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Last night on TCM,  documentary called From Hitler to Hollywood, about genius Weimar filmmakers and stars who fled Berlin when (or after) Hitler came to power in 1933.

People like Marlene Dietrich, director Robert Siodmak, composer Erich Wolfgang Korngold (who scored The Adventures of Robin Hood, which I never thought of as an allegory about the Third Reich, but is), Peter Lorre (a huge star in Europe before he got out), director Fritz Lang, actor Conrad Veidt (Major Strasser in Casablanca and a big star since 1919’s The Cabinet of Dr. Caligari), most of the cast of Casablanca—and not just Lorre and Paul Henreid (resistance leader Victor Laszlo in the film), but also the bartender and the girl Bogart jilted (and comes to the bar with the German soldier, another exile from Weimar), the guy running the roulette wheel (who was in real life married to the jilted girl), and more—all had fled Germany and most were established stars there, reduced to playing bit and supporting roles in the U.S. (if they could find any work).


Casablanca: Peter Lorre gets arrested and later offed by the authorities–something that could’ve happened to him in real life, which is why he left Berlin.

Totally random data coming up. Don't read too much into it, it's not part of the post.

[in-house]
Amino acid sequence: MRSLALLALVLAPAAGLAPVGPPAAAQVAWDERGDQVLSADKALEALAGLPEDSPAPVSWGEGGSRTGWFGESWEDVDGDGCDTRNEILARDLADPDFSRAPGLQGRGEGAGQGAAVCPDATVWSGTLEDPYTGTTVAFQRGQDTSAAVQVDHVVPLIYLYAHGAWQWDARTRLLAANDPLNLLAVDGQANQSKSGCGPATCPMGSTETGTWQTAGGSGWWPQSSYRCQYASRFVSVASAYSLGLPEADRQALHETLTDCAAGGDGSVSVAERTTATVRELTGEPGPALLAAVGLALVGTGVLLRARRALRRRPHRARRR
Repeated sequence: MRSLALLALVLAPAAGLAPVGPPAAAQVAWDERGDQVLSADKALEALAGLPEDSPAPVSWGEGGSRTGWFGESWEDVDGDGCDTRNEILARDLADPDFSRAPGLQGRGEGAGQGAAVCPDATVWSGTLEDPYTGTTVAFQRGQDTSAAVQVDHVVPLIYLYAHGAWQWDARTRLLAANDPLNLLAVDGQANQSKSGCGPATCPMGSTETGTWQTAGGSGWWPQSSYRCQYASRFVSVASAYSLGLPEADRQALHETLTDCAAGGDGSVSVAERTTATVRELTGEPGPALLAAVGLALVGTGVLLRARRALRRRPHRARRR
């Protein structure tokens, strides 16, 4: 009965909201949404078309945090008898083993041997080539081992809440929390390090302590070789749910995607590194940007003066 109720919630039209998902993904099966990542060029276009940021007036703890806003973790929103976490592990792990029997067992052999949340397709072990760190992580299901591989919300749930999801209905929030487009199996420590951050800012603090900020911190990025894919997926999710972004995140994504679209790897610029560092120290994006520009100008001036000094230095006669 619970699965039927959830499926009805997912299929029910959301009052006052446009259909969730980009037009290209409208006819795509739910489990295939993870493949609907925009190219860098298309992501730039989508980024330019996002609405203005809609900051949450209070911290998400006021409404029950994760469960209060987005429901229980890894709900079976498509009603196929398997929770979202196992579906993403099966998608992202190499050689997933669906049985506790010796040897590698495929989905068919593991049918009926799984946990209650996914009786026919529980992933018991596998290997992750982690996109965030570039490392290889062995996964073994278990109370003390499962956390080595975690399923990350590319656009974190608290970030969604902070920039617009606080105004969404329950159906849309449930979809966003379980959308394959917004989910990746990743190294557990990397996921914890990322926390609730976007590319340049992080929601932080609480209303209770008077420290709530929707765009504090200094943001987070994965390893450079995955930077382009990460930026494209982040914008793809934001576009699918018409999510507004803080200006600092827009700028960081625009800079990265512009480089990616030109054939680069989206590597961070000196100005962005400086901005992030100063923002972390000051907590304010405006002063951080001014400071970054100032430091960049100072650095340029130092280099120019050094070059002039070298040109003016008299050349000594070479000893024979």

I learned a lot about some crucial eras in film making, and how the German emigrant film community helped get colleagues out of Europe and find them jobs in Hollywood. Most weren’t successful.

Maybe the best known and smartest of the emigrants was Billy Wilder, who directed Double Indemnity and Some Like It Hot. He’s interviewed a lot in the film. At one point he says something that really resonated, something like, “I just made films I wanted to see. Sometimes it worked out that the audiences wanted to see them, too” (I paraphrase).

I don’t mean to compare myself with a famous Hollywood director and writer (who probably was a genius), but that’s what I try to do in my erotica—write sex stories that I’d like to read. I write what turns me on. And, trust me, there’s a lot of pressure from other erotica writers, a lot of conventional wisdom that says don’t do that. They say, Find your niche. Don’t offend readers by switching gears (kinks). Stick to one kink and churn it out. Over and over. It’s all about sales.

I say, fuck that. Why can’t I, say, write a female character who joyfully (and graphically) enjoys sex with herself, a male lover, and another woman? Why do I have to write stuff that doesn’t turn me on?

Obviously, I don’t. So I resist the pressure and write stories about anal sex,  pseudo-incest,  a lesbian falling for a trans woman,  a threesome that combines MF, FF, FFM, femdom, BBC and probably a couple other kinks I can’t remember. All in one story.

But the pressure to make money is intense. I’m warned, don’t do it.

Instead, I stick to my guns and rate a story by how many times I interrupt myself to masturbate.

I take validation where I find it. Billy Wilder nailed it.